The Curious Case of Orion Williamson

July 1854 Selma, Alabama. It was a hot sunny afternoon when Orion Williamson, his wife and son relaxed on the porch of their farmhouse. The family watched horses graze under the sunshine in the distance.

It was then Orion stood up and ventured towards the grassy field to tell his farm worker to move the horses into a shaded area.  Williamson picked up what is described as a stick lying nearby and began to play with it and he walked forward.

Armour Wren and his son James were the neighbors of the Williamson family. They were passing by in a buggy when they too saw Williamson walk into the field. The Wren’s stopped to wave hello, and as Williamson waved back to his neighbors, he suddenly disappeared, vanishing without a trace in thin air!

Wren rushed to the spot where Orion Williamson last stood, soon joined by Mrs. Williamson and her child. They scoured the area hoping to find the lost farmer. But it was simply grass and land as if Williamson had never been there. What just occurred was impossible to explain. How could a grown man completely vanish in front of his family and neighbors?

With the sudden realization and shock from what happened to her husband, Mrs. Williamson fainted and was taken to the local hospital.

When word of the mysterious occurrence spread throughout town, three hundred people gathered and went to the field to look for Williamson. The crowd carefully searched the entire area. Bloodhounds tracked every turn. Hours passed, and darkness came, torches lit, and still no sign of the poor farmer.

The next day, more citizens from communities outside of Selma came to participate in the search. Volunteers went as far as digging into ground where Williamson disappeared only to find bedrock. Eventually, the search parties gave up. Orion Williamson was never found, dead or alive.

The next spring, investigators returned to the site and oddly saw a barren and dry patch of grass nearby where Orion last stood. When Mrs. Williamson learned of this, she related to them that she and her son kept hearing her husband’s voice calling out for help for weeks after he disappeared. But every time they ran to that spot, they could not find him. She said she kept hearing his voice until it slowed down and gradually faded away.

Whatever happened to Orion Williamson?

Some investigators developed theories to explain the mystery. One hypothesized that an unstable “universal ether” was responsible that could disintegrated matter. Another claim proposed a magnetic field transported the missing man to another dimension.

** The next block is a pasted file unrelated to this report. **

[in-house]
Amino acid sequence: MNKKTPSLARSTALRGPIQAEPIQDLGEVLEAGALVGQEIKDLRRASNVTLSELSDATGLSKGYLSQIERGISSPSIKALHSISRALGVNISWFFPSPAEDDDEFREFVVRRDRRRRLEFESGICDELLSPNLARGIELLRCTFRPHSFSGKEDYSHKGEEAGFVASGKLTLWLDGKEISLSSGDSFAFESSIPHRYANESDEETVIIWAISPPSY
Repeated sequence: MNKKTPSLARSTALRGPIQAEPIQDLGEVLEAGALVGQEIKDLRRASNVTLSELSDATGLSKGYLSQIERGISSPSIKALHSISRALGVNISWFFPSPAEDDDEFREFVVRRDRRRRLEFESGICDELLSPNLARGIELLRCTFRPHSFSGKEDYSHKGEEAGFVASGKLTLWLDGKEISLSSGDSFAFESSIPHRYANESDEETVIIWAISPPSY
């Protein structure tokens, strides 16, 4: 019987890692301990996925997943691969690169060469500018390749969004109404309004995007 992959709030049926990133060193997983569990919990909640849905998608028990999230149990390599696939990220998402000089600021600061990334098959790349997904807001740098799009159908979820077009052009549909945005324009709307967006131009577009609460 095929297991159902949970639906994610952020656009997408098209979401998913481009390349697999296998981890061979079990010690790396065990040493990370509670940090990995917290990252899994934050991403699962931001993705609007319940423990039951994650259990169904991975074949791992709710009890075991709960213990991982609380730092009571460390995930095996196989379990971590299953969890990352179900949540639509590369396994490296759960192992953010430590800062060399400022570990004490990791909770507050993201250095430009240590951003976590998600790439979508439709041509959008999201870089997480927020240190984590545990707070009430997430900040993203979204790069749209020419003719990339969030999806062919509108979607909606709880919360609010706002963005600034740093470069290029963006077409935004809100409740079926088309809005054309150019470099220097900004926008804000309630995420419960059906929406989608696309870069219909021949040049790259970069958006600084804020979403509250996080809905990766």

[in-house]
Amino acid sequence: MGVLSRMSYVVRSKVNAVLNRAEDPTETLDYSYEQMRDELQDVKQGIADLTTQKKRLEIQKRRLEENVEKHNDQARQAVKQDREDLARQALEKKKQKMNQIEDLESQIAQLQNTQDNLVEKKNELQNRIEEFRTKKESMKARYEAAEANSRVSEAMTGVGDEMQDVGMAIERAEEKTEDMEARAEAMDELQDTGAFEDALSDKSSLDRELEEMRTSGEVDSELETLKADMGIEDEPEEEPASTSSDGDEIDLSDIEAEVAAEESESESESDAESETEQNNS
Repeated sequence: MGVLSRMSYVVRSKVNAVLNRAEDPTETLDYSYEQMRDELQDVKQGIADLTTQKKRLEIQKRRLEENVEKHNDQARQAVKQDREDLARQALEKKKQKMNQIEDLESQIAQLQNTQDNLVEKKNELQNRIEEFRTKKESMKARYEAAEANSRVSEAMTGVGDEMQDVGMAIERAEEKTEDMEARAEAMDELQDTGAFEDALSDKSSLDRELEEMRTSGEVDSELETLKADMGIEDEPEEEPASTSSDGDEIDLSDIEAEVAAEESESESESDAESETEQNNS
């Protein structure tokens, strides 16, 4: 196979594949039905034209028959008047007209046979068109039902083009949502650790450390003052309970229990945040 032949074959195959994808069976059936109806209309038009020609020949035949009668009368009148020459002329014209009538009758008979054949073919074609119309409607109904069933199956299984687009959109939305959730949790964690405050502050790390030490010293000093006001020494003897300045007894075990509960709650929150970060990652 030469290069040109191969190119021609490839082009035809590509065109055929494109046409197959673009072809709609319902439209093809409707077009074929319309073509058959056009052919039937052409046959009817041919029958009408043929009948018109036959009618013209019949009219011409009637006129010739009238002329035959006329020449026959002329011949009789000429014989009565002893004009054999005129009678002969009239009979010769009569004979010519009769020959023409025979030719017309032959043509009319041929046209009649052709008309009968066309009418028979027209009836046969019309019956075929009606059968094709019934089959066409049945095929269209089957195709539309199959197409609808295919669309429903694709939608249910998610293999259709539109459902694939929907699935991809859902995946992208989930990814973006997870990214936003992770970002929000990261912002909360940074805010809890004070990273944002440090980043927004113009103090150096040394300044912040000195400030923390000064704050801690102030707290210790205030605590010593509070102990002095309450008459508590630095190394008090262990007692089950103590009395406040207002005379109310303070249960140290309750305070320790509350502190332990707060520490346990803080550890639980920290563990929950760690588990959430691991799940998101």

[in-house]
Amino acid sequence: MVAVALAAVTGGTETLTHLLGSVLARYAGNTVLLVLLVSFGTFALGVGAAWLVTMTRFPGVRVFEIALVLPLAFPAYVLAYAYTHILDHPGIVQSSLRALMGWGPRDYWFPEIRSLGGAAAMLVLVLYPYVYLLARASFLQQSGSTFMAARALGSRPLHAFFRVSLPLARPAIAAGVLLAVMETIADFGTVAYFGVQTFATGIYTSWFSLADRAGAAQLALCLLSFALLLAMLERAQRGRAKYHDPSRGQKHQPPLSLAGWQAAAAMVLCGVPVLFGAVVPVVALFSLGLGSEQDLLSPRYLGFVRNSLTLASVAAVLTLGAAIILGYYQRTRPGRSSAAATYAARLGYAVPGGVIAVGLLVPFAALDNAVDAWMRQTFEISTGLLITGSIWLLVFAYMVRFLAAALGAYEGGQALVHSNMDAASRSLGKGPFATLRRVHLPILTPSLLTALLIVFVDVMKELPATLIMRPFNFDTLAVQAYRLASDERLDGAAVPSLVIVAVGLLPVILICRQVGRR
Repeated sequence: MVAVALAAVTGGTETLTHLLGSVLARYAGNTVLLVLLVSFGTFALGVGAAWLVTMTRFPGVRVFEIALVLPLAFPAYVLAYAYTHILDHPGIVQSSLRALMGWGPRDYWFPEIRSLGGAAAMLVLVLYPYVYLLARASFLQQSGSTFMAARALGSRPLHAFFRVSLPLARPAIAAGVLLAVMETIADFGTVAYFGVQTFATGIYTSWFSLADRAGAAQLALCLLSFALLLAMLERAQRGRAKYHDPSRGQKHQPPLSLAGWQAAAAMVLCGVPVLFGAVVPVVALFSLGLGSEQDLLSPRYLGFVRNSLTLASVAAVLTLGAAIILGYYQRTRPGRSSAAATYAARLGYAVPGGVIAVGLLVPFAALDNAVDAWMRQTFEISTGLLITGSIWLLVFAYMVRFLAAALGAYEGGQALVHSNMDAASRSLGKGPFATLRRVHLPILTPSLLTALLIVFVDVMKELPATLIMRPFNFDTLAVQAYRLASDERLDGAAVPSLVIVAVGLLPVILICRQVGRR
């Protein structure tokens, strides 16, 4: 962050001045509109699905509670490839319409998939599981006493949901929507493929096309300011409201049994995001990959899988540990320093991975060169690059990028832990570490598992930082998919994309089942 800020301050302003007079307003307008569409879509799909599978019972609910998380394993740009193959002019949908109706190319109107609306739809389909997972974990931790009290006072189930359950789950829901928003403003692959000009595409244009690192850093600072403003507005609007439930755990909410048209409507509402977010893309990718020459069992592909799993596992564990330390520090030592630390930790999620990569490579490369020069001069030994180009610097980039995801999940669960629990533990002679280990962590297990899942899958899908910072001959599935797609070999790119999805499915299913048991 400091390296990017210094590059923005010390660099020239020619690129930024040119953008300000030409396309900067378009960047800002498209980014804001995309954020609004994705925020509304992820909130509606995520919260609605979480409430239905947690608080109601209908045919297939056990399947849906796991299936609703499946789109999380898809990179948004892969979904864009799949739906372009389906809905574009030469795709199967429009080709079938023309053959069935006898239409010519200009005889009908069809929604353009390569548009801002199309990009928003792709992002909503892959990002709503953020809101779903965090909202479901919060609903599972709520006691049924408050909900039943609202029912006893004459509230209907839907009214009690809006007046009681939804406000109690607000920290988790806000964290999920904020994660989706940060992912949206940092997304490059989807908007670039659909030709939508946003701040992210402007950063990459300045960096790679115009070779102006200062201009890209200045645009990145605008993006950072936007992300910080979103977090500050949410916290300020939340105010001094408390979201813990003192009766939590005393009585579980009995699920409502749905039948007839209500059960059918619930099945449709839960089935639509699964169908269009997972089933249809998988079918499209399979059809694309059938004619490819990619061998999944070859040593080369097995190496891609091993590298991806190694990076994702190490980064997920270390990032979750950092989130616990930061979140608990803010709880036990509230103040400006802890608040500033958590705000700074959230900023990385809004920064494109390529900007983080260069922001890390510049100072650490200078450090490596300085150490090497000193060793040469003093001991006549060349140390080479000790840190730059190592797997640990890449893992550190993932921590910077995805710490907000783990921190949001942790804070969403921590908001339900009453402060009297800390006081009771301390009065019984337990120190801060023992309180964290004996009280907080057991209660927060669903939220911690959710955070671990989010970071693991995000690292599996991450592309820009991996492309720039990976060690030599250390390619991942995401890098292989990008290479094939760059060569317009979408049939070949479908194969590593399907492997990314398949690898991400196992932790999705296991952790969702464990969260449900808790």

Juanita Rose Violini included the incident in her book, Almanac of the Infamous, the Incredible, and the Ignored. Violini narrated two other similar events in 1880 and 1885. The 1880 disappearence occurred in Tennessee, the farmer who vanished was David Lang. Like Williamson, Lang sat on the front porch with his wife and children, walked to a field, and was never seen again. In this case, David Lang’s daughter, Sarah, wrote about the incident in great detail.

Isaac Martin’s disappearance in 1885 tells the tale of a man vanishing in a farm field in Virginia. The New York Sun posted an article about the oddity. But it was not known if there were any eyewitnesses.

In the book, Disappearance and the Theory Thereof, the author, Dr. Maximilian Hern purports the missing men entered a “void spot of universal ether”. Unfortunately, not much useful information is provided to further explain this.

Another popular publication, Among the Missing: An Anecdotal of Missing Persons from 1800 to the Present, by Jay Robert Nash, cities again the conclusions of Hern and another person, Ambrose Bierce, who investigated the Williamson case.

The universal ether, was theorized and proposed by Aristotle during ancient Greek times. In those days it was believed energy traveled through a mysterious substance that exists everywhere. This substance was known as an ether. It was used to explain the principals of natural phenomena such as light and gravity. Sound and light are forms of waves that could travel by ether. In the case of Orion, this ether must have been the medium through which his wife and child heard his voice in the absence of a physical form as presented by Hern and the others. But the theory of the universal ether has weakened through modern time as science gradually developed and understood matter and energy better than before.

The concept of a magnetic field sucking Orion into another dimension is interesting but is certainly something that can’t be expained by modern science. Perhaps String theory which talks of multi-universes might provide insight to how strange cases of physical disappearance may occur. Can a rift in the delicate balance of space and time fabric be responsible?

Ironically, Ambrose Pierce, who wrote a satire to the event, also mysteriously disappeared more than 50 years later under different circumstances.

But the question remains: Whatever happened to Orion Williamson?

 

 

Interesting links:

http://www.al.com/opinion/index.ssf/2015/04/alabamas_strangest_unsolved_my.html

http://www.qsl.net/w5www/disappearances.html

 

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